I’ve once heard someone quip that Google is like a kid with a trust fund and no focus. It’s hard to argue with that interpretation. But yesterday, Google struck a chord with me when they announced an ambitious pilot program to provide 1 Gb per second connections to end customers in select communities. I sure hope my neighborhood in Seattle is one of them.

If Google has their way, we will live in a world where it only takes 5 minutes to transfer a full-length feature film across the internet. It’s fascinating to think how this will change film & motion graphics creation in the future.

The sheer size of video and audio files have always tethered video professionals to their high-powered computers and large storage systems. We seem to consume a near-infinite amount of these resources. These collections of computing power and file storage are so big, it’s not practical to use them from far away. It’s like they have their own gravity, literally pulling people closer and closer.

Immense bandwidth reverses this effect. The resulting efficiency and flexibility will be a huge win for creative people. It also has the power to change our existing tools, including products like After Effects and Premiere Pro.

Consider the implications of massive bandwidth on your workflow. Instead of storing your files in a particular geographic location, your files will effectively be in all locations.

Suddenly, you can live where you want to live, not where your clients are. You can reach more clients in other cities and countries. You can collaborate with your favorite director without moving to L.A for six months. And you can hire the best team, no matter where they live. Our software is going to have to change to reflect and exploit these new ways of working.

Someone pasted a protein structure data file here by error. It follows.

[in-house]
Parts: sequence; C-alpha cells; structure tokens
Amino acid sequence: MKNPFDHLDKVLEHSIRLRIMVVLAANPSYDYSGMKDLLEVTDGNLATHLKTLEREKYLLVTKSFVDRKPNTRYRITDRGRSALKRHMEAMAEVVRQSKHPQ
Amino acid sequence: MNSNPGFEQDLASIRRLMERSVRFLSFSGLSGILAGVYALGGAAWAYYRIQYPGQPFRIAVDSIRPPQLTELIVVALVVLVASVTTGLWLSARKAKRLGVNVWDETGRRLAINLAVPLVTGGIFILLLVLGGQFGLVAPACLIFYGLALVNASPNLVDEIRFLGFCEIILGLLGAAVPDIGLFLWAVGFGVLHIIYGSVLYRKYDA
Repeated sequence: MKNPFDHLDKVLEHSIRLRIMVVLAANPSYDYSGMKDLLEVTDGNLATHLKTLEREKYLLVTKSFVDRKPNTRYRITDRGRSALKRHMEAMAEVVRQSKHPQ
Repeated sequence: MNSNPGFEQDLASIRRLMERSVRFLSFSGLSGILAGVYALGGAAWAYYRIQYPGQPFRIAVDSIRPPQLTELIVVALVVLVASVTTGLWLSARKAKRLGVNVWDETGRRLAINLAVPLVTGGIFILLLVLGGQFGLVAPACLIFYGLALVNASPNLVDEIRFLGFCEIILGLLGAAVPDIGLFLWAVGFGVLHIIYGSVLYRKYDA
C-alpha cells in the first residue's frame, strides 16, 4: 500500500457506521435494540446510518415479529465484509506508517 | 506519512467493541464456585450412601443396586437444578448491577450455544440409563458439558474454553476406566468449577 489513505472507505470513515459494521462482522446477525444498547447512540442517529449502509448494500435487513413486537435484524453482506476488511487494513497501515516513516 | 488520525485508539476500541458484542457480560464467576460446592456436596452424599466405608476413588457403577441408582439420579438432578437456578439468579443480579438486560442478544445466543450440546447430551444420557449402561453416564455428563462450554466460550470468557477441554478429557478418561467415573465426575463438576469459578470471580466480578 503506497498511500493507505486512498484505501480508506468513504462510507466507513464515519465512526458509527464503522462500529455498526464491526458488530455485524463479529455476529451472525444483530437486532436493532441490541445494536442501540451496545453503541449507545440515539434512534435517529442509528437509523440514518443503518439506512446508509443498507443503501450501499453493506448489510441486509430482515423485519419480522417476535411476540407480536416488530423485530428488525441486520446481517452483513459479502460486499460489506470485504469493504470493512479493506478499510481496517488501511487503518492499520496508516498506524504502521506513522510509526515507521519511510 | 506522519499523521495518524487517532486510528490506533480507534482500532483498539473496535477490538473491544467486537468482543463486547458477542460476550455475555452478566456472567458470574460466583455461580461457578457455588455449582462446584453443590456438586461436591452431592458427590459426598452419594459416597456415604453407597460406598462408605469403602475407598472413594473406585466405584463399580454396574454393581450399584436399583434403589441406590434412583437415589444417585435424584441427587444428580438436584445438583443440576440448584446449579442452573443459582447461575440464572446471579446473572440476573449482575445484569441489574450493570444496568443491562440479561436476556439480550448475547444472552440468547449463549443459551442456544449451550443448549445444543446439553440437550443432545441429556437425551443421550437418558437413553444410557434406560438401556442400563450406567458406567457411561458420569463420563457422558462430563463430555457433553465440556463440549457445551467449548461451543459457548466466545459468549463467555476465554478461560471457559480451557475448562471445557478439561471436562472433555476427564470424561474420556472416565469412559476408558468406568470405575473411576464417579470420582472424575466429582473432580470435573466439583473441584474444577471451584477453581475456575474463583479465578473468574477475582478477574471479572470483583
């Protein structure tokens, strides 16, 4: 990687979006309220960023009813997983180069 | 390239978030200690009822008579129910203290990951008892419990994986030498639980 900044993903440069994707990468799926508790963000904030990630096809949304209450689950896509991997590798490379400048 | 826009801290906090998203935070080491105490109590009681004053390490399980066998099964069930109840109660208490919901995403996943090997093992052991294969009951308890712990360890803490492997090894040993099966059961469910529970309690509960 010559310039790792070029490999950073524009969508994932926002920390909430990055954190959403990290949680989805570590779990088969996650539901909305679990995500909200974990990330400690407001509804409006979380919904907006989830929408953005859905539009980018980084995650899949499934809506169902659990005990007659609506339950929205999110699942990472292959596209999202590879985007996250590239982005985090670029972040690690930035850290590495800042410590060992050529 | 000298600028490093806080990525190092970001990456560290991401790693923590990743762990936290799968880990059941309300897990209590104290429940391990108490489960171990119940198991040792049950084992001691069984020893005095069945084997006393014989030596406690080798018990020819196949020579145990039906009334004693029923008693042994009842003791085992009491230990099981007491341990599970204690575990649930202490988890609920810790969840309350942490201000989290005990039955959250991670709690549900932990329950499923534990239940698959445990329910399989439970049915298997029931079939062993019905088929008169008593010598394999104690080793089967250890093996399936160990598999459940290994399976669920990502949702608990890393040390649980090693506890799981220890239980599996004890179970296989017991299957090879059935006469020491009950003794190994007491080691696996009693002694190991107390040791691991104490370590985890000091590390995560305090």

Many of today’s complex solutions will wind up as simple-to-use services. Think of your bank of hard drives becoming more like your account. After a dose of ultra-high-bandwidth steroids, it will be like having a wide-area SAN.

It’s not a stretch to envision an After Effects Render Queue that can pull in computing power from a massive render farm located in another state. And you could do this for a fraction of the cost of installing and maintaining your own hardware — particularly if you only occasionally need the extra resources.

Equally important, the complexity of video software and hardware deployment can also be reduced. In these conditions, you wouldn’t necessarily have to install software, and the computer doing the real work doesn’t have to be under your desk. This kind of flexibility allows creative business to quickly scale to the correct size for the project at hand.

Increasing internet bandwidth is certainly not a new trend. It’s given rise to the web app phenomenon. Most people don’t install email programs any more. There are also many hybrid applications which are installed locally, but now seem completely useless without the internet. iTunes is a great example of a well conceived, connected application.

Gigabit internet bandwidth provides the breathing room for video software to echo these examples and I’m intrigued by the possibilities.